Eating Peanuts Curbs Hunger and Can Help Control Weight Gain

Jul 24, 2002

A new study shows when people ate peanuts, they felt very satisfied and naturally decreased food consumption at other times of the day. Despite the inclusion of a significant amount of extra calories in the diet, little change in body weight was observed. This is the first clinical study designed to confirm and explain a body of epidemiological data showing that nut-eaters tend to have a lower body mass index (BMI) than non-nut-eaters. The study entitled, “Effects of Chronic Peanut Consumption on Energy Balance and Hedonics,” is published in the August issue of the International Journal of Obesity (Vol. 26, Issue 8, p.1129-37).

Researchers at Purdue University studied the effects of daily peanut consumption on dietary intake, satiety, energy expenditure and body weight. The principle investigator, Dr. Richard Mattes, Department of Foods and Nutrition, Purdue University, observed that, “the high protein and fiber content in peanuts may play an important role in curbing hunger and thereby not promoting weight gain.” The findings are consistent with large population studies such as the Seventh Day Adventist Study and the Nurses’ Health Study, where researchers found that people who consumed about an ounce of peanuts, nuts and peanut butter frequently, had lower BMI scores.

This new cross-over study included three diet treatments. Every subject participated in all three diet treatments, each providing a research-sized portion of approximately 500 calories of peanuts. The first treatment group consumed a Free-Feeding diet, which included the peanuts without any dietary guidance. Subjects in the second Addition treatment group were given instructions to add the peanuts to their usual diets. The third Substitution treatment group followed individualized diets, substituting the peanuts in place of 500 calories in the diet.

Eating Peanuts Kept Caloric Intake Down Throughout the Day

According to Dr. Mattes, in both the Free-Feeding and Addition groups, the subjects spontaneously remarked that they felt full and could not eat all of the food they typically eat daily. The men and women compensated for most of the additional calories by eating less than usual, even without dietary instruction to do so. This resulted in lower actual weight gain than was expected from including the extra calories into their routine.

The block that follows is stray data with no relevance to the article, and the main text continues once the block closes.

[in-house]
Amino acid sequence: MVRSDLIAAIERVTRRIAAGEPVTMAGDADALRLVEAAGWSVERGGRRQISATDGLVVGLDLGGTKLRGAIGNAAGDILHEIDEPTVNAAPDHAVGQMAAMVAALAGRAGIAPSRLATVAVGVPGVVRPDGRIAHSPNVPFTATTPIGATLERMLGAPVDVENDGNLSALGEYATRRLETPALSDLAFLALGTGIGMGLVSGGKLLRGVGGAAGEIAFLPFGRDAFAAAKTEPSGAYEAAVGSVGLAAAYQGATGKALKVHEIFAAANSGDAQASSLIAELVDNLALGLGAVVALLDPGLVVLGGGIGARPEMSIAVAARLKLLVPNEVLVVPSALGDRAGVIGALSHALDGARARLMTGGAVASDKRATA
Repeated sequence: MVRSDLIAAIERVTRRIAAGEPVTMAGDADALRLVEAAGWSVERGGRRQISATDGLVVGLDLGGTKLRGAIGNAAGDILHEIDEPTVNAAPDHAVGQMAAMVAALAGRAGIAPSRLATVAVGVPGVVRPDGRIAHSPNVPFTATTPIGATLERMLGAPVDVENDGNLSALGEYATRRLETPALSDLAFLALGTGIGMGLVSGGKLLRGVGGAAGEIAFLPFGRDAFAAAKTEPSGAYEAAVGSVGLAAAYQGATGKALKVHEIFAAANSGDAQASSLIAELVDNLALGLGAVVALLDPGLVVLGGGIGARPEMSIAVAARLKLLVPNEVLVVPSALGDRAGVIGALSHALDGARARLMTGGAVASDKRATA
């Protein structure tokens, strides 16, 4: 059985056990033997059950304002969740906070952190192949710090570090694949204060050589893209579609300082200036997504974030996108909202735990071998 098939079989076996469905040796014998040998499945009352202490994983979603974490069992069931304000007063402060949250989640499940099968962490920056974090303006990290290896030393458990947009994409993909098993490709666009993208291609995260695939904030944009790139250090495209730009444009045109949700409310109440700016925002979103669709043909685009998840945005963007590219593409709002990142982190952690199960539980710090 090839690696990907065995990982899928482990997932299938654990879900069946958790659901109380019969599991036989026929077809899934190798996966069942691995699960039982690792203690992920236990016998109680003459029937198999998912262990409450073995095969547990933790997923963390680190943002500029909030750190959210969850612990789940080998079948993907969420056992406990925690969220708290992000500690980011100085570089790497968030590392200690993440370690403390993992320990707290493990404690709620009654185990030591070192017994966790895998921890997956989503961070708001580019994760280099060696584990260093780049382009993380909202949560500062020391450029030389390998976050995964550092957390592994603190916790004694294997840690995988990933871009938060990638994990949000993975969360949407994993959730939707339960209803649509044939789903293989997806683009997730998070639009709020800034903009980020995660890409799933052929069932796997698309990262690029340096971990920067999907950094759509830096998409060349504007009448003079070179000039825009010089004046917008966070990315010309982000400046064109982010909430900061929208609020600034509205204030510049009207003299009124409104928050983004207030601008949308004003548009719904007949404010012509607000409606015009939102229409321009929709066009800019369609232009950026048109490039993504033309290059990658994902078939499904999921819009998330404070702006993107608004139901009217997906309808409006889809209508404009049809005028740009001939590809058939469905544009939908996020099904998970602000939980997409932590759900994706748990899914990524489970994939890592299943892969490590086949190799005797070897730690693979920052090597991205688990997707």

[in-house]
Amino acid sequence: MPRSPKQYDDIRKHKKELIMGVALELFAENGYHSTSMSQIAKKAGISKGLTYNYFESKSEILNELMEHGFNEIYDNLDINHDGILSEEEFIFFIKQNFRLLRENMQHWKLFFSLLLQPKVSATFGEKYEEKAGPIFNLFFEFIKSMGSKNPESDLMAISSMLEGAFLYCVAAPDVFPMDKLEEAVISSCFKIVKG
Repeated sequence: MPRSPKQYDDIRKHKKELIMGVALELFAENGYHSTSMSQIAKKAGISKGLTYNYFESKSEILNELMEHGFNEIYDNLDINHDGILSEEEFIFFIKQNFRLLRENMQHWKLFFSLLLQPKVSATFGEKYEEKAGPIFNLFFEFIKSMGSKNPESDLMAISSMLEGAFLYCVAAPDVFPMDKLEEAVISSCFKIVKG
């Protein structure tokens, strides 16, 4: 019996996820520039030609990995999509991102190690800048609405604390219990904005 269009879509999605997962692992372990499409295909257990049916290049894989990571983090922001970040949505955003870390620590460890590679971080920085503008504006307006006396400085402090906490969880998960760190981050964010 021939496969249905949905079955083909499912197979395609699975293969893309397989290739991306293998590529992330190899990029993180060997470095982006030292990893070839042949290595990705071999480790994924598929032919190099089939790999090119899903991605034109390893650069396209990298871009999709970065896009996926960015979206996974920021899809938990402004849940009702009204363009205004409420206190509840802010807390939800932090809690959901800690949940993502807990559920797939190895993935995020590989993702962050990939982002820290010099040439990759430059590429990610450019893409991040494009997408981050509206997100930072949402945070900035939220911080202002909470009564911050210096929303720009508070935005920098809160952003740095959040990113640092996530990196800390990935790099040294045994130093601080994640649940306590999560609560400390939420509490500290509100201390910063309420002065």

Surprisingly, in the Free-Feeding group, the researchers found the actual weight gain to be just 2.2 pounds, far below the expected weight gain of about 8 pounds. Total daily energy intake was significantly lower than predicted, as the subjects naturally compensated for 66% of the energy provided by the peanuts.

In the Addition diet group, subjects were instructed to add peanuts to their usual diets for three weeks. Because this treatment period was shorter, expected weight gain with peanuts added to their usual diet was about 3 pounds and actual weight gain was only about 1 pound. This strong dietary compensation may be due to the high satiety value of peanuts.

High Satiety Value of Peanuts

“Peanuts have a great mix of features, such as high protein, high fiber, and a crunchy texture, which enhance satiety,” said Dr. Mattes. The eating satisfaction is partly responsible for the lack of actual weight gain in this study. The results of this study are consistent with earlier research at Purdue showing that peanuts and peanut butter satisfy hunger up to five times longer than some high-carbohydrate snacks such as rice cakes. There is also some previous research that demonstrated that whole peanuts are inefficiently absorbed, which may be another possible factor contributing to the prevention of weight gain.

Subjects Gave High Acceptability Rating to Daily Peanut Consumption

One of the major problems people have with sticking to a diet is that they feel deprived or get tired of and bored eating “diet food.” Researchers usually predict some decline in the pleasantness, or hedonics, of foods eaten daily for a long period of time. Surprisingly, the pleasantness, or enjoyment, ratings for peanuts stayed high over the five months of trial periods. This is an important finding for long-term adherence to a healthful dietary pattern for weight loss or maintenance.

Improved Diet Quality

In the most highly controlled Substitution group, fat intake was decreased by 50% and the calories were replaced with an equivalent amount of energy from peanuts. Essentially, subjects were instructed to follow a low-fat diet and include the peanuts each day. Weight gain was predicted to be zero because this was a calorie substitution diet. As predicted, no significant change in body weight was seen when peanuts were substituted for other fats in the diet and overall diet quality improved.

In addition to containing good unsaturated fat, peanuts provide plant protein and fiber, as well as vitamin E, folate, potassium, magnesium, and zinc, all which are thought to be important to health. Peanuts also contain bioactive components such as phytosterols, flavonoids, and antioxidants, the benefits of which nutrition scientists are only beginning to discover.

The Peanut Institute is a non-profit organization that supports nutrition research and develops educational programs to encourage healthful lifestyles.